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TUNA 2018: 2nd Day (Session III: Global and Regional Tuna Trade and Markets)

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Wednesday, 30 May 2018 10:31
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Session III: Global and Regional Tuna Trade and Markets

In contrast to Session I yesterday which focused on sustainability, traceability and stock management, this morning it was time for the traders and marketers to say their piece on the status of international markets, imports and exports, present and predicted consumer trends, etc. To set the stage for further examination of international market access, the morning’s presentations were mainly overviews of the international markets by country and region. 

Mr Dave Melbourne, Senior Vice President of Marketing and Corporate Social Responsibility, Bumble Bee Foods (USA), (who was also the Chair of the Session) started with an overview of the US tuna market updates. Sales of frozen tuna in the US have doubled since 2011, and shelf stable seafood accounted for US$2.6 billion in sales over the last 52 weeks. Purchasers tend to be urban, mid to high income young adults (particularly millennials), and suburban small families which have driven sales of pouched tuna, sardine and ready to eat kits (currently they’re the smallest segments but also the fastest growing especially if you look at household consumption). 

Europe was covered by a few speakers, including Mr Juan Manuel Vieites Baptista De Sousa, President Eurothon/Secretary General, ANFACO-CECOPESCA/EUROTHON (Spain); Mr Henk Brus, Managing Director of Pacifical (the Netherlands); and Mr Walter John Anzer, Senior Consultant, Anzer Consultancy Ltd (UK).

Mr Vieites Baptista De Sousa spoke about the EU canned tuna industry, which is the 2nd largest producer worldwide, having an output of 361 207 tonnes in 2017. A main challenge for the EU canned tuna industry is to find ways to further enhance competitiveness of the product both in the Community and outside. Several factors were deemed important, amongst them being R & D and innovation (both in terms of product and process); environmental sustainability; social sustainability (human and labour rights, as well as quality); food safety and traceability; internationalisation (commercialisation of the products, exports, and investments in third countries); communication, education and promotion; and a level playing field.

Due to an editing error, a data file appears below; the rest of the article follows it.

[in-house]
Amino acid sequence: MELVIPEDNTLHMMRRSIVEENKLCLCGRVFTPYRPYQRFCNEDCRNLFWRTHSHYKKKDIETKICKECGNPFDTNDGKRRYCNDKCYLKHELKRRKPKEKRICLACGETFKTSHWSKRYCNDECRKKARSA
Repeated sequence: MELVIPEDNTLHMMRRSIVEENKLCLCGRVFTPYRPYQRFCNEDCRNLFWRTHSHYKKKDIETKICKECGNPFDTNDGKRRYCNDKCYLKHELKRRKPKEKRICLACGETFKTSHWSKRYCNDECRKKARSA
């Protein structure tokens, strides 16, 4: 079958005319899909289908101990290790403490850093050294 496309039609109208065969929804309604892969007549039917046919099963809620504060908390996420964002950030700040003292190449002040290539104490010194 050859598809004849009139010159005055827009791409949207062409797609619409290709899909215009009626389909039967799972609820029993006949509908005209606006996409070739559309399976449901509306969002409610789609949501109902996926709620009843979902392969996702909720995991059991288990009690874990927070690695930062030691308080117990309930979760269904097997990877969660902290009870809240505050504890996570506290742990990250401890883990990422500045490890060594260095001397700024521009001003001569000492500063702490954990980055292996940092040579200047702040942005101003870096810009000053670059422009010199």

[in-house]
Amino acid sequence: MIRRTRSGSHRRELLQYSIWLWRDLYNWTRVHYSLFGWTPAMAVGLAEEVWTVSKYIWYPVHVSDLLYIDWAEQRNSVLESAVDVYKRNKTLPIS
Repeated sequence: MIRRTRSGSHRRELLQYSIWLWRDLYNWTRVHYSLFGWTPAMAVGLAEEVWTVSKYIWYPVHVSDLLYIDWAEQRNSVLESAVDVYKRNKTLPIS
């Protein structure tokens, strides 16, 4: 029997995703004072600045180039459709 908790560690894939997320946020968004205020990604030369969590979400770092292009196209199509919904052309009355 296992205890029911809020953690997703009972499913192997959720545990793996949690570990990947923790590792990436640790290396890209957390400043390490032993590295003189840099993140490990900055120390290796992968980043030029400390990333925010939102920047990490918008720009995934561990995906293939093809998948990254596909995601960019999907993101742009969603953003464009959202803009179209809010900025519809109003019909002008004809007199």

Henk Brus posed questions to the audience:  how will the increased demand for tuna in the EU be fulfilled and where will the tuna come from, bearing in mind that in addition to tuna as a food  item, consumers in the EU want assurance on social ethics, responsible harvesting and certification.  He said that 20% of the tuna raw material sent to the EU comes from the WCP, which means that the greater proportion of the canned tuna consumed in the EU is therefore from other waters  where many of those stocks are considered overfished or are low.  

Walter Anzer then tackled the issue of the impact of Brexit in the tuna industry. From the logistics and administrative viewpoints,  documentations, EU approval lists, customs, regulations and others will need to be replaced. In the meantime, the EU Regulations covering food safety are likely to be in force until the end of the implementation period. He called on all participants to dialogue with their own governments on updates as to what changes there might be in terms of regulations and regulatory bodies.

Mr Arnab Sengupta, Director, Phoenix Group (UAE) then talked about the Middle East market for tuna, while Mr Tomohiro Asakawa, Seafood Trade Consultant, TA Pacific Co Ltd (Japan) focused on his home market, Japan.

Tuna trade in the Middle East has actually dropped in recent years so a major challenge is how to increase sales of tuna products in the region. Supplying the Middle East should be fairly easy in the sense that there are no tariff barriers, overly stringent checks or great concern with sustainability, but it is true that markets such as Libya which used to eat a lot of tuna are affected by conflict. Tuna purchases are mainly a habitual thing so that’s a good thing, but it can be seen as boring and as low cost protein. He spoke about opportunities in the Middle East, including  restaurant items (ready to serve pouch tuna), and  pet food (cats).